micdotcom:

Most people give the homeless change or leftovers, Mark Bustos is cutting their hair

For the past few months, New York City hairstylist Mark Bustos — who normally spends his days working at an upscale salon — has been volunteering on his days off to offer haircuts to homeless people he sees on the street. With a simple phrase, “I want to do something nice for you today,” he has been helping people get a fresh, uplifting makeover.

For people who have been trapped in a cycle of poverty, unemployment and homelessness, the makeover can also serve a useful function: looking presentable for a job.

Inspiring thanks he received from one man | Follow micdotcom

(via boywithoutacrown)

wood-is-good:

asylum-art:    Can piling logs be an art form? Yes, apparently. There are people out there who arrange huge piles of logs into beautiful pictures that will gradually disappear as they are burned throughout the cold winter months.

It can all seem a bit absurd until you realize that, depending on the type of wood and how they’re cut, logs actually present quite the variety of colors and textures for someone with the patience and the eye to take advantage of them. There are even art galleries that have showcased art like this. If you’ve been inspired to create your own log pile art, share it with us below!

  1. Created by Gary Tallman
  2. Image credits: Lyn / Neale
  3. Created by Gary Tallman
  4. Created by Gary Tallman
  5. credits:David Henry
  6. Created by:Gary Tallman
  7. Created by: Gyula Varnai
  8. Created by 

(via andhereinthewoods)

(Quelle: rinariver, via frends-crew)

frends-crew:

Kevin Pearce does the ice bucket challenge :)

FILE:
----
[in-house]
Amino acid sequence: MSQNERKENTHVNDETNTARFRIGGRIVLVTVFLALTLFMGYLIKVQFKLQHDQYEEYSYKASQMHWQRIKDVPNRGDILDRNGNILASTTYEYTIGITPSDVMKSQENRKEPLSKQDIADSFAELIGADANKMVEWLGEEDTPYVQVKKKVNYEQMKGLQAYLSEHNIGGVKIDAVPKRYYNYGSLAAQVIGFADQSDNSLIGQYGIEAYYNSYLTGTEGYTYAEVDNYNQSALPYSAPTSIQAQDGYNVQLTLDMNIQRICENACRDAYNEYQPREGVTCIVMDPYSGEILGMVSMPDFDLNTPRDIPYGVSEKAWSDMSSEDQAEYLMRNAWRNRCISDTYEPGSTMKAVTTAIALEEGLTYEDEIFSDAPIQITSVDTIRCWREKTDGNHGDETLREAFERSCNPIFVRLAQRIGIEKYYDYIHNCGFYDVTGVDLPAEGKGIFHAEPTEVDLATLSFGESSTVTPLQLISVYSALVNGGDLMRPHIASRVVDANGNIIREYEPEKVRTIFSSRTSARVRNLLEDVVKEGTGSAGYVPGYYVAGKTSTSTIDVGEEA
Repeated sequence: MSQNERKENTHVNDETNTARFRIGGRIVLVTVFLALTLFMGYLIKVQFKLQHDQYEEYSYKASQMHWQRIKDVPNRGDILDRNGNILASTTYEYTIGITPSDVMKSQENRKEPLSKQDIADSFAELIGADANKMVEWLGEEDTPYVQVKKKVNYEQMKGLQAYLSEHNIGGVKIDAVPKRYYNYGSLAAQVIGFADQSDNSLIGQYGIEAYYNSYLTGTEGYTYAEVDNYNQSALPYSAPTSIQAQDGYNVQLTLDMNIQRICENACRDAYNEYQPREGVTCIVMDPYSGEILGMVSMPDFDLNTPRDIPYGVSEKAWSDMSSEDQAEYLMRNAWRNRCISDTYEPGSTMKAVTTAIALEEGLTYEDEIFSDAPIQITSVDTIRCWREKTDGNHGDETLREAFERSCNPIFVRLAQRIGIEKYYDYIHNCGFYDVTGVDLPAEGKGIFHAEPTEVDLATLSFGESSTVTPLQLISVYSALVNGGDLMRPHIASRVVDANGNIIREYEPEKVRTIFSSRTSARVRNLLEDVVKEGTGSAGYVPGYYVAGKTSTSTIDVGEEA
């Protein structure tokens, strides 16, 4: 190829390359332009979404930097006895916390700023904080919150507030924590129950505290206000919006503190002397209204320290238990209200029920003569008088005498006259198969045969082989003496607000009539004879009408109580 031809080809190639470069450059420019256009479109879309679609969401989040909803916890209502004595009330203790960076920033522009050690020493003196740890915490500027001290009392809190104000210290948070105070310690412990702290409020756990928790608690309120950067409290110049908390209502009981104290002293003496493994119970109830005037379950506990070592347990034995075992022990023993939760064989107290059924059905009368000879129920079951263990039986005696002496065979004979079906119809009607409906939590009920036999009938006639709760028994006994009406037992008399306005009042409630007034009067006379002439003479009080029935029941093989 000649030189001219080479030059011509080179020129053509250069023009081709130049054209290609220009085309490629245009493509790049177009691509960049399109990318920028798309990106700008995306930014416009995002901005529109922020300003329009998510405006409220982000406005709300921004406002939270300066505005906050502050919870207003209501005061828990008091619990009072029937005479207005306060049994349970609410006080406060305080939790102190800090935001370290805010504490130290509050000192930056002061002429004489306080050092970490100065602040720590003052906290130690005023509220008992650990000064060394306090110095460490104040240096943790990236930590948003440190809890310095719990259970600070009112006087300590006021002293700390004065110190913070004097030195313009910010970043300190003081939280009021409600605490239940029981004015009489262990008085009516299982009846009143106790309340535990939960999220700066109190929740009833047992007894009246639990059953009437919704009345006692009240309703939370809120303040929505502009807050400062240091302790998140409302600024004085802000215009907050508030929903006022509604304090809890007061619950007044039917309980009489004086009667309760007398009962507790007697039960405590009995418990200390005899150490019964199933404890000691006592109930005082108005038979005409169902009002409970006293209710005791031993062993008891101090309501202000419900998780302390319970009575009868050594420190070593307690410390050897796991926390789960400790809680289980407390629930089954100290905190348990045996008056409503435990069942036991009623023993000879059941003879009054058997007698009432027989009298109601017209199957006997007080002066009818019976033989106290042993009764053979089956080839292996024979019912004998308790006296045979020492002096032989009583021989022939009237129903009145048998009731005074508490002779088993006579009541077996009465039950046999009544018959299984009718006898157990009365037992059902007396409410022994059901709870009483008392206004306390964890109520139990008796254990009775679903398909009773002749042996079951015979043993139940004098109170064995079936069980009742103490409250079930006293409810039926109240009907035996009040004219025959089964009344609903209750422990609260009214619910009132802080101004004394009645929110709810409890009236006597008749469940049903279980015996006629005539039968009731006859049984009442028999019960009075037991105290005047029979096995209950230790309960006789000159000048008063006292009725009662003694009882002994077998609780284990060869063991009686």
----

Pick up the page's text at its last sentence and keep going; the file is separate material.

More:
artstudentlife:

Sketch for Papageno’s clothing design.

artstudentlife:

Sketch for Papageno’s clothing design.

Work in progress #crochet

Work in progress #crochet

Tags: crochet

"I used to think the worst thing in life was to end up all alone. It’s not. The worst thing in life is to end up with people who make you feel all alone."

— Robin Williams (via wordsnquotes)

(via boywithoutacrown)

nubbsgalore:

jim and jamie dutcher, determined to show “the hidden life of wolves”, lived for six years with a pack of wolves in the idaho wilderness of yellowstone. a constant but unobtrusive presence, the dutchers earned the unshakable trust of the wolves, and came to know them as complex, highly intelligent animals with distinct individual personalities, who are caring, playful and above all devoted to family.

"only a select few other species exhibit these same traits so clearly," they note. "they are capable of not only emotion but also real compassion. this is the view of the wolf that we want to share. …it is an animal that cares for its sick and desperately needs to be part of something bigger than itself - the pack. the bond a wolf has to its pack is certainly as strong as the bond a human being has to his or her family."

they add, “rarely did two wolves pass each other without playfully rubbing shoulders together or exchanging a brief lick. so often we would see two wolves relaxing together, curled up beside each other.” the dutchers also recount wolf behavior rarely documented: grief at the death of a pack mate; excitement over the birth of pups; and the shared role of raising young pack members.

but as the wolves struggle to reestablish their foothold in the american west, their public demonization continues.  say the dutchers, “as we see wolves, once again, being shot, trapped and poisoned, we recognize that our unique experience, living with wolves, is unlikely to ever happen again, and for that reason we feel that we have an obligation to share the lives of these wolves with the widest audience possible.”

it’s not just the wolves at stake, but the entire yellowstone ecosystem. wolves keep the elk gene pool strong (no other predator does this); they redistribute elk herds, allowing vegetation to recover along rivers and streams, which provides food for beavers; and they keep the number of coyotes in check, which helps to maintain populations of rodents, antelopes and birds of prey. 

(via andhereinthewoods)